Evergreen azaleas can be propagated at home quite easily by making cuttings or by layering. While not quite as easy to do asgeranium, the average amateur will have no trouble.
Although he may not get a 100 per cent take, he will get enough takes to increase his supply, if he starts with enough slips. The first step is to prepare the rooting medium and the box that is to hold it.
I prefer half-flats. These are regular flats which I cut in half, moving the one end piece up to the middle and nailing it in place.
I try to find a wooden box a little larger and twice as deep so I can put my half-flat inside and cover the deeper box with plastic without it touching the plants in the lower one. It is a good idea to sterilize the half-flat.
I do this by soaking it overnight in a lysol solution, then allowing it to dry in the sun before it is used. Some of my friends pour boiling water over the flats and let them sundry.
The rooting mixture should be about 60 per cent washed river sand and 40 percent vermiculite or peat moss. Pack the rooting mixture into the flat firmly, leaving one-half inch of space at the top. Moisten the mixture thoroughly.
We set our half-flat in the sink to soak up, then allow it to drain overnight. Commercial growers usually use pure sand to root their cuttings, but they either have automatic misting or are nearby all day so they can sprinkle them freely.
The tune to take the cuttings depends upon the condition of the wood. I have had my best success with cuttings taken in June.
Frederic P. Lee, author of “The Azalea Book,” says “a cutting must not be soft enough to bend like rubber nor brittle enough to snap like a match stick.”
I have never tested my cuttings for these traits. I shear my azaleas to shape them after they bloom and use the biggest and best-looking pieces for cuttings.
Remove Lower Leaves
Clip the leaves off the lower half of the cuttings and wrap them in a wet newspaper to keep them crisp and fresh. I mark the medium in two inch squares with a thin metal ruler, pushing it down into the medium almost to the bottom of the flat
I want to set the cuttings two inches apart and two inches from the sides of the flat.
Taking one cutting at a time from under the wet paper, I dip the stem into a rooting hormone about an inch, push a sharpened chop stick into the corner of a square to enlarge the hole, and slip the cutting into the hole almost up to the foliage.
Then, using the chop stick, we push the rooting medium singly against the stem. Getting the rooting hormone deep enough is important, because azaleas root along the stem, not at the base of the cutting.
Also, leaves should not touch the rooting medium. Water the plants in, using a small sprinkling, can without a rose so only the rooting medium is wetted.
Set the flat in the deeper box and cover with plastic, tucking the edges of the plastic under the sides and end of the bigger box. Place the box in a shady place where it won’t be disturbed. It will take from six to eight weeks for the cuttings to root.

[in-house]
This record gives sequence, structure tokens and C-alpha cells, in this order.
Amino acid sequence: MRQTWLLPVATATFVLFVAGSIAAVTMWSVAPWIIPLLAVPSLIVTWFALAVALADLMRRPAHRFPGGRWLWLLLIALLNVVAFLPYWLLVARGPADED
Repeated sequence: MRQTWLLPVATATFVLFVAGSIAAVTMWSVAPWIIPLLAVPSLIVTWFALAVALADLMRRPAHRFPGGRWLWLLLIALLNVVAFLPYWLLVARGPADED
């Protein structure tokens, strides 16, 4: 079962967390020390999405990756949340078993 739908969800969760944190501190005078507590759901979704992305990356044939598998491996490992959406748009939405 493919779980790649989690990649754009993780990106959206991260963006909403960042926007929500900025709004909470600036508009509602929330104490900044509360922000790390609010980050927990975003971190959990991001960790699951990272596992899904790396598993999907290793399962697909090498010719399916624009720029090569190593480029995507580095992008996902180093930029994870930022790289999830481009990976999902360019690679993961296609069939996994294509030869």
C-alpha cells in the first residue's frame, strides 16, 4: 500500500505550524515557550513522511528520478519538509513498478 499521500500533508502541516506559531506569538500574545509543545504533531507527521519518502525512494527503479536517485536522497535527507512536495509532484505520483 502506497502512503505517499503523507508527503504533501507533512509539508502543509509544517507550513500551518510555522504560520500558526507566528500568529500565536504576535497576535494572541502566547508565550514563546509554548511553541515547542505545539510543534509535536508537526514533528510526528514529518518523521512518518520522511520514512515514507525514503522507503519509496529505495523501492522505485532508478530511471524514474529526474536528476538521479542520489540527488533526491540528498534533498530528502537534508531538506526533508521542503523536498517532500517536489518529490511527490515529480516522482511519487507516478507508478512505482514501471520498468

Usually the rooting medium stays moist, but it is wise to check it at least once a week. If it dry out, the cuttings will die. Always water only the rooting medium.
At the end of eight weeks, check to see if roots are formed and if so remove the plastic covering but leave the flat in the shade. After about a week move the rooted cuttings into pots using a mixture of equal parts leaf mold, sand and peat moss.
Wait a week then fertilize the plants every two or three weeks with a weak (quarter strength) solution of liquid fertilizer. Move up to larger pots as needed or transplant to the garden using the same mixture of leaf mold, sand and peat.
Remember, azaleas like good drainage but they also like plenty of moisture.
Often gift plants of azaleas die, due to the potting medium becoming dry. Commercial growers usually use pure peat as a growing medium and once this material gets really dry it is most difficult to wet.
I suggest that a few slips be made shortly after the gift plant arrives so if something happened you wouldn’t be left with just a dead plant. It is often surprising, but slips from these gift plants often grow and flower much better than the gift plant.
Because conditions in the home garden vary so much from those in the commercial grower’s glasshouses, I recommend gift plants be repotted or set out in the garden as soon as possible.
Until the replanting takes place the pot portion should be held under water (in a pail not under a faucet) until all bubbles cease. This should be done about twice a week.
This does not take the place of regular watering except on the day that it is done. When placing a gift azalea in the garden, soak the root ball, and then work some of the growing medium off the roots so they can be spread out to give good contact with the new growing medium.
I recommend soaking the root ball then cutting through the root ball toward the base of the plant and spreading the roots out when transplanting azaleas.
Layering is still the surest way to get a new plant or two from a given azalea. This entails pegging a branch securely against the soil and keeping the area moist until roots form when the branch can be clipped off and potted.
If the branches are too short or too stiff, a pot of the right height can be filled with a suitable rooting medium and placed close to the branch to be used.
The method consists of making a cut on the lower side of the branch and about half way through it. This is don wont the diagonal with a knife, not pruning shears. The cut should be about one inch long.
Bury the cut section about three inches deep in the prepared medium, tie the tip to a stake to hold it upright and place a rock on the buried portion to hold it firmly. The best time to use this method is early spring or early fall.